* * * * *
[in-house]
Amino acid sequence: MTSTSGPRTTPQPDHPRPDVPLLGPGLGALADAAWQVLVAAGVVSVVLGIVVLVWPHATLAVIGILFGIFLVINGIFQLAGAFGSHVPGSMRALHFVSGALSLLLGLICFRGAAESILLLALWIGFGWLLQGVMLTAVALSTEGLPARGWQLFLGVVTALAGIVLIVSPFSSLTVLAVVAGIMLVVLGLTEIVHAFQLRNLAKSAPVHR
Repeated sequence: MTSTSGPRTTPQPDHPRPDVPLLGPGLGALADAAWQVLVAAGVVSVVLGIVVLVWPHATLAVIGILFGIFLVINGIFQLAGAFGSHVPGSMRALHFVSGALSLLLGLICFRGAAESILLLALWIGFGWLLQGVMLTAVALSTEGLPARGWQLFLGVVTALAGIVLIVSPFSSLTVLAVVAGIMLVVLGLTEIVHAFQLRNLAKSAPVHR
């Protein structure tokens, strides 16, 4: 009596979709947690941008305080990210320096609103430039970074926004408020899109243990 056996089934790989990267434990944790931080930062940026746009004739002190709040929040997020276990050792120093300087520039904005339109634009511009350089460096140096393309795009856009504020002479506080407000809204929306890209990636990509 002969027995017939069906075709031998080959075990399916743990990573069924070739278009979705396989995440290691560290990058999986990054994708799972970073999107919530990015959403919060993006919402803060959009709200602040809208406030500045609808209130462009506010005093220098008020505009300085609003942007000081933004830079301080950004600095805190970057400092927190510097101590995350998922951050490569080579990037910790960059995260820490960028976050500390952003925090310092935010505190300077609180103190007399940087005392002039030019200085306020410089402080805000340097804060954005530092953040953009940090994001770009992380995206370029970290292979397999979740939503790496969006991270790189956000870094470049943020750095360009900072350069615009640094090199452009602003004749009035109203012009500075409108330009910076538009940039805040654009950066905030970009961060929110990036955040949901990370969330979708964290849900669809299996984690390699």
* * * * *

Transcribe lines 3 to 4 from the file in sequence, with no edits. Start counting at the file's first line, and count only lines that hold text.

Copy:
Repeated sequence: MTSTSGPRTTPQPDHPRPDVPLLGPGLGALADAAWQVLVAAGVVSVVLGIVVLVWPHATLAVIGILFGIFLVINGIFQLAGAFGSHVPGSMRALHFVSGALSLLLGLICFRGAAESILLLALWIGFGWLLQGVMLTAVALSTEGLPARGWQLFLGVVTALAGIVLIVSPFSSLTVLAVVAGIMLVVLGLTEIVHAFQLRNLAKSAPVHR
């Protein structure tokens, strides 16, 4: 009596979709947690941008305080990210320096609103430039970074926004408020899109243990 056996089934790989990267434990944790931080930062940026746009004739002190709040929040997020276990050792120093300087520039904005339109634009511009350089460096140096393309795009856009504020002479506080407000809204929306890209990636990509 002969027995017939069906075709031998080959075990399916743990990573069924070739278009979705396989995440290691560290990058999986990054994708799972970073999107919530990015959403919060993006919402803060959009709200602040809208406030500045609808209130462009506010005093220098008020505009300085609003942007000081933004830079301080950004600095805190970057400092927190510097101590995350998922951050490569080579990037910790960059995260820490960028976050500390952003925090310092935010505190300077609180103190007399940087005392002039030019200085306020410089402080805000340097804060954005530092953040953009940090994001770009992380995206370029970290292979397999979740939503790496969006991270790189956000870094470049943020750095360009900072350069615009640094090199452009602003004749009035109203012009500075409108330009910076538009940039805040654009950066905030970009961060929110990036955040949901990370969330979708964290849900669809299996984690390699």